Government rules out fuel price increase, return of subsidy
• NNPC’s operational deficit rises to N24.23b
• Marketers push for more allocation, subsidy
• Fuel scarcity may linger beyond seven days
• Corporation , foreign oil firms to provide forex for fuel import
Fuel subsidy has not been re-introduced by the Federal Government, according to the Petroleum Products Pricing Regulatory Agency (PPPRA). And the government has not increased the prices of petrol. It remains at the regulated prices of N86 at Nigerian National Petroleum Corporation (NNPC) filling stations and N86.50 at order outlets.
It was learnt that that the fuel crisis may have been instigated by petroleum marketers to frustrate supplies of petrol at depots and filling stations in order to get a higher import allocation from the Federal Government and ensure that it cancels its price modulation mechanism and resumes subsidy payment.
Besides, the NNPC is grappling with fresh challenges as its operational deficit rose to N24.23 billion last in February, from about N3.55 billion recorded in January.
The PPPRA, had in the allocated 41.73% to the independent marketers got 58.27% for the second quarter.The hope that the fuel scarcity would end by the first week of April may not be possible after all due to the long process of ordering Premium Motor Spirit (PMS) otherwise known as petrol from refineries.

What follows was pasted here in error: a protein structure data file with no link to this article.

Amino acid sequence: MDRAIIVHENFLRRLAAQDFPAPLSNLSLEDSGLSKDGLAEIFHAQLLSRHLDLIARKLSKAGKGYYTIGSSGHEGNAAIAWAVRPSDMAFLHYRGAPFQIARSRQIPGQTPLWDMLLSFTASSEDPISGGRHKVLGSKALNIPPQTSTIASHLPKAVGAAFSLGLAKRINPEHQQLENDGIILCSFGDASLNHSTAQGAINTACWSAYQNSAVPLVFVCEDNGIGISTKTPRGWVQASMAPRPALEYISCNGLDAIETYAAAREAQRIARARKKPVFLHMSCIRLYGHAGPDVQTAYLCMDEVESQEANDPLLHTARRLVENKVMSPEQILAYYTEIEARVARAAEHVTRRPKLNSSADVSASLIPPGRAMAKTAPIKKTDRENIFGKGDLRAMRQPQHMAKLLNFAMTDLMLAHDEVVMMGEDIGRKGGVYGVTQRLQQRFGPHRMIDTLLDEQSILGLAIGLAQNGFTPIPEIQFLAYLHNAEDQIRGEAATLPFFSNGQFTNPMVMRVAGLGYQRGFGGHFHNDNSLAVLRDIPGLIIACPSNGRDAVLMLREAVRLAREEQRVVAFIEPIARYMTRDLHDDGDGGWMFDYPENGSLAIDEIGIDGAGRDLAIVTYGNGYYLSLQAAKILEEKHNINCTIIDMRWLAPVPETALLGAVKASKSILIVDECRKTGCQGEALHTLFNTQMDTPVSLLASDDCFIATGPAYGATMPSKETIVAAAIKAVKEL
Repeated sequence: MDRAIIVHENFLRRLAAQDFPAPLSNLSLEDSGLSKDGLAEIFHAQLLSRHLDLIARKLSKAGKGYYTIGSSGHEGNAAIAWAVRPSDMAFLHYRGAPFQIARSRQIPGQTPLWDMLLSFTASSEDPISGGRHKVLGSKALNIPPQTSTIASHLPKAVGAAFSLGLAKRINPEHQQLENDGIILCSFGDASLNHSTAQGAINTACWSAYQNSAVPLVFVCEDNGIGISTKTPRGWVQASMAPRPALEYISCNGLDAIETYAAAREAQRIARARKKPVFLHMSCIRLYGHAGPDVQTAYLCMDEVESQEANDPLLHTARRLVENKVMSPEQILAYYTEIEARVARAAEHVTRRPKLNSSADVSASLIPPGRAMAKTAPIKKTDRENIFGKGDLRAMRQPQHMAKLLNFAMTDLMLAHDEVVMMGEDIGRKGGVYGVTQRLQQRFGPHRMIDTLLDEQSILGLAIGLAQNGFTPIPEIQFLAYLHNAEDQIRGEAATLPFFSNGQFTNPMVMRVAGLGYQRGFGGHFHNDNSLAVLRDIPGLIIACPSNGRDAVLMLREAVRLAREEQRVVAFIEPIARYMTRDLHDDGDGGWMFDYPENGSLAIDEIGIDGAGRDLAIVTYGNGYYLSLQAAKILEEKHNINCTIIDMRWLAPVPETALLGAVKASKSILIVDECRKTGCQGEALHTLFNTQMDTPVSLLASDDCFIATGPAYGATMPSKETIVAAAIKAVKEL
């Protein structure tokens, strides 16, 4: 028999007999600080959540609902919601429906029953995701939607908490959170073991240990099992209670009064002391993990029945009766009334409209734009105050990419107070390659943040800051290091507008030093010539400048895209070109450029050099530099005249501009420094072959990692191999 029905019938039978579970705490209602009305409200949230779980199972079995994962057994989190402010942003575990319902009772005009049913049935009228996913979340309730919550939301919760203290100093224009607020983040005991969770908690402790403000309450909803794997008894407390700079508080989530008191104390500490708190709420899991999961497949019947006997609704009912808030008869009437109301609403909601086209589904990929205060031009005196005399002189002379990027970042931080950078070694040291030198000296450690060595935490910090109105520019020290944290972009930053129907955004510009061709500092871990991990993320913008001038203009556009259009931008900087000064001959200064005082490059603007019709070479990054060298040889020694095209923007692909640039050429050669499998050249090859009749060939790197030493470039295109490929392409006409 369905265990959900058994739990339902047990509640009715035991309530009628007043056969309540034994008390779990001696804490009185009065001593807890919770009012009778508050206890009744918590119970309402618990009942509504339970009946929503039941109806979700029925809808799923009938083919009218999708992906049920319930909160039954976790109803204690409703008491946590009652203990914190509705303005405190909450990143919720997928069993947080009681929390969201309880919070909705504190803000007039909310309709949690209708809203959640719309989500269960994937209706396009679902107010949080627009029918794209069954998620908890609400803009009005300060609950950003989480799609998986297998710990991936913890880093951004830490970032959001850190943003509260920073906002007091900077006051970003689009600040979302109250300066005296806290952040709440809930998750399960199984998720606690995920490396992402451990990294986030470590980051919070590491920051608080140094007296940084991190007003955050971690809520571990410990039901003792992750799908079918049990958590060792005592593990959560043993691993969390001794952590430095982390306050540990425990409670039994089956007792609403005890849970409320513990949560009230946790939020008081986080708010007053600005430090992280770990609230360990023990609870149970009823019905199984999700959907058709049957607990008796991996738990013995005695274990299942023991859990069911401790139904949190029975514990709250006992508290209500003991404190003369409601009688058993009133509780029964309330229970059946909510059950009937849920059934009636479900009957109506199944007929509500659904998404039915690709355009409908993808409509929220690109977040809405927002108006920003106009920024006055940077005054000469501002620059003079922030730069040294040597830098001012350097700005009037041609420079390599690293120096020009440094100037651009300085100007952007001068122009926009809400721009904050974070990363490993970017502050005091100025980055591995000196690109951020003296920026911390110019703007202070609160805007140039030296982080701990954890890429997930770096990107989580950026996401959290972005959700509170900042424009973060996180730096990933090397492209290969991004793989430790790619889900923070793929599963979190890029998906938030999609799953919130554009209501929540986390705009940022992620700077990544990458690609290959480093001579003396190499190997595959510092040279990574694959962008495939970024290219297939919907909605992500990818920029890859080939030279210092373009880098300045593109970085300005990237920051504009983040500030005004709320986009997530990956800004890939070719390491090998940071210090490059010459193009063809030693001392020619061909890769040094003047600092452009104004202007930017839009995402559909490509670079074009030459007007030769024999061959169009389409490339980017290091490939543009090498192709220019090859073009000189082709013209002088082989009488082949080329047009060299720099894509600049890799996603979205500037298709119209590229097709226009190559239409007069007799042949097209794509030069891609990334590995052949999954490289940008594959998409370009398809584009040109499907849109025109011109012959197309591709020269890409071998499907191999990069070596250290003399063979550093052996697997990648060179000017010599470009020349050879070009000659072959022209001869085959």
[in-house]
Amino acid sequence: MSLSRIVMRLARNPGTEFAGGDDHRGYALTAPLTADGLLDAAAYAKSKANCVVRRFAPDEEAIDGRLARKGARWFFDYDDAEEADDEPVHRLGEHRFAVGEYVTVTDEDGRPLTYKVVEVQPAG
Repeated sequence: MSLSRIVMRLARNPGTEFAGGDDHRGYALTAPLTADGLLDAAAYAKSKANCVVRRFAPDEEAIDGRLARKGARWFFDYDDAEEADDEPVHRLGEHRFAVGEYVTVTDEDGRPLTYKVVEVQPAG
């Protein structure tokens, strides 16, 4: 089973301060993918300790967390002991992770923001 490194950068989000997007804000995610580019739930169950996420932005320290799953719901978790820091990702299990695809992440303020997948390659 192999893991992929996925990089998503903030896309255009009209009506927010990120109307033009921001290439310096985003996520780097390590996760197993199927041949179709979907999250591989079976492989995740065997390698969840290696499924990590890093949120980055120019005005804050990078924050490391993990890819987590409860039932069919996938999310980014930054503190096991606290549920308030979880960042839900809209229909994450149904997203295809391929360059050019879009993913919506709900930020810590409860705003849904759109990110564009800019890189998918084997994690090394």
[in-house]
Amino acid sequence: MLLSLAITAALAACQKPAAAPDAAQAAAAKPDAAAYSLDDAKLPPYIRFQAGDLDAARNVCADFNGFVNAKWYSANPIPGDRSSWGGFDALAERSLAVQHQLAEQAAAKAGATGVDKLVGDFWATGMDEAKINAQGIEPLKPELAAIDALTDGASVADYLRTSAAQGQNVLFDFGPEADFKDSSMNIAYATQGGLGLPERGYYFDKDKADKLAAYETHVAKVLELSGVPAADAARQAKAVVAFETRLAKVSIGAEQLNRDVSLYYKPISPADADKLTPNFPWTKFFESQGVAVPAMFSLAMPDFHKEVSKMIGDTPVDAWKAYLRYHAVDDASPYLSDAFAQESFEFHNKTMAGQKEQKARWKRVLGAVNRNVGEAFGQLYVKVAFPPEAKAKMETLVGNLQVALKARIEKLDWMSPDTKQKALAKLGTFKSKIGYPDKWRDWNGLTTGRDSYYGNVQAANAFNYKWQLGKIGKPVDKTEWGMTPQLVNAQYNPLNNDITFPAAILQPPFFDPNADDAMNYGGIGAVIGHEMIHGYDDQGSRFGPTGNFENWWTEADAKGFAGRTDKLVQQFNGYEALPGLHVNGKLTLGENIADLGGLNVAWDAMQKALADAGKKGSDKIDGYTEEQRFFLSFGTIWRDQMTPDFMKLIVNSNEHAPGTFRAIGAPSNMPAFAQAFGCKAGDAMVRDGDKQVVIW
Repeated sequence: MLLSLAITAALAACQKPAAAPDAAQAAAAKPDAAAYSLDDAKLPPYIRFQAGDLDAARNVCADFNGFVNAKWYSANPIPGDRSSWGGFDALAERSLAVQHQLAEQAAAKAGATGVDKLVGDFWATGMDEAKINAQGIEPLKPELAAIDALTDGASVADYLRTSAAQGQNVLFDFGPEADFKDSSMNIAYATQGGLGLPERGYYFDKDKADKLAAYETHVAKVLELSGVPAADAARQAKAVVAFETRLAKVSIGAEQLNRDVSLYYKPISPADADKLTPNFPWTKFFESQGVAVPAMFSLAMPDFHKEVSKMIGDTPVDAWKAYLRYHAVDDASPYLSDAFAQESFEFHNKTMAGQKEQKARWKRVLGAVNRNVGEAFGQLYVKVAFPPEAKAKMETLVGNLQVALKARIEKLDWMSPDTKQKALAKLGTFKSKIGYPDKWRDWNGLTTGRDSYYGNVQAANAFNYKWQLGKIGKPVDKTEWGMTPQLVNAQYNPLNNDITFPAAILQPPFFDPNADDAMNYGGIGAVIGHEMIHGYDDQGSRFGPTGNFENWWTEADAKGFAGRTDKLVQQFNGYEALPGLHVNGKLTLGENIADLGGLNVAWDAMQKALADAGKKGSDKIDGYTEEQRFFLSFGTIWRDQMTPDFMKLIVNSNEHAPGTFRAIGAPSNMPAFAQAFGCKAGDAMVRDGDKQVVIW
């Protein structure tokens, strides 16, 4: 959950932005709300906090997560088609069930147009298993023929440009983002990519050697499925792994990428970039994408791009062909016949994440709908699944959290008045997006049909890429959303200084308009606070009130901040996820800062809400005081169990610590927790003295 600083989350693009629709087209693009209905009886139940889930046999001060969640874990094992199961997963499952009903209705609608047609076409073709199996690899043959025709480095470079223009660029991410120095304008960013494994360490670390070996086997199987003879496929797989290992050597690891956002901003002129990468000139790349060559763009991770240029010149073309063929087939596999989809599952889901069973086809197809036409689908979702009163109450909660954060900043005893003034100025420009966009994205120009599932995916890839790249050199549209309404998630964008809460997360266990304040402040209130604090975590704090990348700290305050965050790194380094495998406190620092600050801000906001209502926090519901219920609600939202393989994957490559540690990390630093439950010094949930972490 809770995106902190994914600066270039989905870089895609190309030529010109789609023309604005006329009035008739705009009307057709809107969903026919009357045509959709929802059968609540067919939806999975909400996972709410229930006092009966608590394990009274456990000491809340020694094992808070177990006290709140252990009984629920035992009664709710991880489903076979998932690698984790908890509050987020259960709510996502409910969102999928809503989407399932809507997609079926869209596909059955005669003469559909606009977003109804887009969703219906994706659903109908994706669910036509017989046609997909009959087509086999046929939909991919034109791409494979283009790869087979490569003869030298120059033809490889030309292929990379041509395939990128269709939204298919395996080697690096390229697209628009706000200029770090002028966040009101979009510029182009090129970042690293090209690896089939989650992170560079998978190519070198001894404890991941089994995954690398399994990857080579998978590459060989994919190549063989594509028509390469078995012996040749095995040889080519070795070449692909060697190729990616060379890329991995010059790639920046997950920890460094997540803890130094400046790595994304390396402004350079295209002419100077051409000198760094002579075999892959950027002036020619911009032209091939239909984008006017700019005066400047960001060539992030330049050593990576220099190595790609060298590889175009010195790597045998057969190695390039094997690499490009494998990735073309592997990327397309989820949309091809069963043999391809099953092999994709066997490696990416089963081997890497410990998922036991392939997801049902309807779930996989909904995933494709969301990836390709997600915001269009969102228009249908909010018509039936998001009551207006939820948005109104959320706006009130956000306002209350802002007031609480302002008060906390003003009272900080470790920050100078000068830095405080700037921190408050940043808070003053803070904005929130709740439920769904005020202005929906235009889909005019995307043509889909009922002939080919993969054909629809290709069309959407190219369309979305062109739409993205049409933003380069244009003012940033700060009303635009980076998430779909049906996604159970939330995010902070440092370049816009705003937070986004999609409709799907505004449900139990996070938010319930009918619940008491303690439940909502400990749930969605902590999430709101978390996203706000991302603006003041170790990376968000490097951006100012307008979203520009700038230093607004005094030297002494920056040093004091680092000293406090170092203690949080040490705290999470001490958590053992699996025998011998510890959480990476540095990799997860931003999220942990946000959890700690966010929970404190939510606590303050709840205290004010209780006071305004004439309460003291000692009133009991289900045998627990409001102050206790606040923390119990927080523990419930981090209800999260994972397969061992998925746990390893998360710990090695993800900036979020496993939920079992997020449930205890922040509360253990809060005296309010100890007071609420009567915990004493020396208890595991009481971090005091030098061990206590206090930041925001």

Some marketers who spoke with The Guardian in confidence said it may not be easy to eliminate the fuel scarcity as promised by the Minister of State for Petroleum, Ibe Kachikwu, as it may take about two to three more weeks to get fuel into the country’s depots.
It has also emerged that the Federal Government made $247.45 million from crude oil and gas sales in the month of February 2016. But a total of $236.7 was used by the Federal Government to settle Joint Ventures Cash Calls.
The PPPRA source who spoke with The Guardian yesterday, said that it would be unfair for the government to talk about increasing the pump price at this period of fuel scarcity.The source said that the market fundamentals did not support the upward review of prices of PMS.
“The new allocation ratio followed extensive deliberations by all stakeholders and in particular the commitment the government received from the marketers. The decision to give a greater percentage of the allocation to private companies was to allow NNPC focus on the key task of building domestic fuel reserves. NNPC was not able to meet up with its obligation of importation of the product and this gives the opportunity to re-consider the marketers who have always been with us and helping us to meet the needs of fuel importation in the country”, the source added.
On the likelihood of ending fuel scarcity soon, another industry source stated: “The private sector had imported about 60 per cent of that national consumption before it was reduced to 22 per cent. Despite being given a lower allocation, we were still incapacitated to bring in product due to lack of funds, lack of support from banks to open letters of credit and lack of foreign exchange to liquidate matured letters of credit. We are happy that our allocation has been increased, but it will still take some time for us to order and import PMS into the country.